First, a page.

An over eager landrover on The opposite bank drove right into the herd at the crossing point and got stuck!! The wildebeests scattered searching for another place to cross! Meanwhile the separated families called out their gnuing sound to follow...separated calves ran along the shore line looking for mum! It was frustrating to watch...they amassed further down and several even made it as far as the shoreline but doubled back...columns of other wildies ran around the river bend and disappeared. Meanwhile the landrover got unstuck and moved and the herd moved back to the original position...it was going to happen! The boldest one being a small calf intent on reuniting with its mother! But all of a sudden here comes that same landrover barreling toward the. Tossing point...where two others had stopped, this vehicle kept going!! Twice we thought this idiot was going to thwart the crossing! Luckily we waved our arms and motioned to get away and they actually left the scene altogether. The crossing began again in earnest complete with a croc taking out a young wildebeest --- it was like an Animal Lanet special but live before our very eyes...really incredible!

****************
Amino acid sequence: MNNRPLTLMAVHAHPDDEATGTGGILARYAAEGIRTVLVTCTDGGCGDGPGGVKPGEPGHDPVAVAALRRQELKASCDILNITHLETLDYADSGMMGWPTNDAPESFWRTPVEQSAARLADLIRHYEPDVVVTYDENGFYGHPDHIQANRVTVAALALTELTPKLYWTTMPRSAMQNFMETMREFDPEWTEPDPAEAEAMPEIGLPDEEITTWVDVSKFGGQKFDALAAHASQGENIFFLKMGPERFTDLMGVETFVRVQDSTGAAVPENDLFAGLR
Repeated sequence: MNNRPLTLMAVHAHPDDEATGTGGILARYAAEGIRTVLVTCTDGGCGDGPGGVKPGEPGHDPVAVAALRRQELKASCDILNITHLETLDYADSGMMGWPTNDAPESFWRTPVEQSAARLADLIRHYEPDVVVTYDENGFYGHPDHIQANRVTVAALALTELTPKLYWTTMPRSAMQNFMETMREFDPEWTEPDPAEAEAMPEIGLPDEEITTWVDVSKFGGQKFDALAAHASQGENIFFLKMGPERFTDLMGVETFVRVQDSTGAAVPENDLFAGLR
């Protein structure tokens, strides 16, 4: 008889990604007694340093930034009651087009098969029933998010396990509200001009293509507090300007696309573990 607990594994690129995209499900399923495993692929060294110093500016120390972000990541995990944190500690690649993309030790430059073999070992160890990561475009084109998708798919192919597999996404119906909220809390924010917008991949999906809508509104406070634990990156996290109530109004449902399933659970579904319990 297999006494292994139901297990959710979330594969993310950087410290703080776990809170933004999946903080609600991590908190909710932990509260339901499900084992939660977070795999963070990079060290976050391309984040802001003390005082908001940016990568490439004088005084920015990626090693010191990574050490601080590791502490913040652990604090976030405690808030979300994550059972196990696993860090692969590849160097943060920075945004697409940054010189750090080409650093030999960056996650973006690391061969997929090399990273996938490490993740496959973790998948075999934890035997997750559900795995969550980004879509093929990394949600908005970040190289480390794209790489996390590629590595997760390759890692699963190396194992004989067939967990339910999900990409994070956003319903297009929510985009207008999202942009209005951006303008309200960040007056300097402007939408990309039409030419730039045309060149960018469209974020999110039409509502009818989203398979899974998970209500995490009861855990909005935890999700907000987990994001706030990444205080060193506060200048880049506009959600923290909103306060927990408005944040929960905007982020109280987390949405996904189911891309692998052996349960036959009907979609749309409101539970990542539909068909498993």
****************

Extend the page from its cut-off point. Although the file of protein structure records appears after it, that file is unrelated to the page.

We transferred over to Main Governors seeing more than 20 lions on that day...saw a lioness hunting (and missing!) a warthog family...saw many more cheetah, another with one cub and another with two very tiny cubs! We saw one lioness with four young cubs as well, three of the Four Muskateer males that rule the territory....witnessed another crossing of mostly zebras, floated over the Mara on a hot air balloon which was incredibly beautiful to see this perspective and varied scenery including the river, the forest, the plains and the escarpment...we saw hundreds of. Thousands of the migrating herds as they poured into the mara from both the Loita Plains and the Serengeti...and ended our stay in the Mara watching a leopard feeding on its kill of a young wildebeest, a sign of plenty to come over the next few months...I'll attach links to pics from Facebook that I've posted and also some crude vids I took from my camera as well...hope you enjoy them!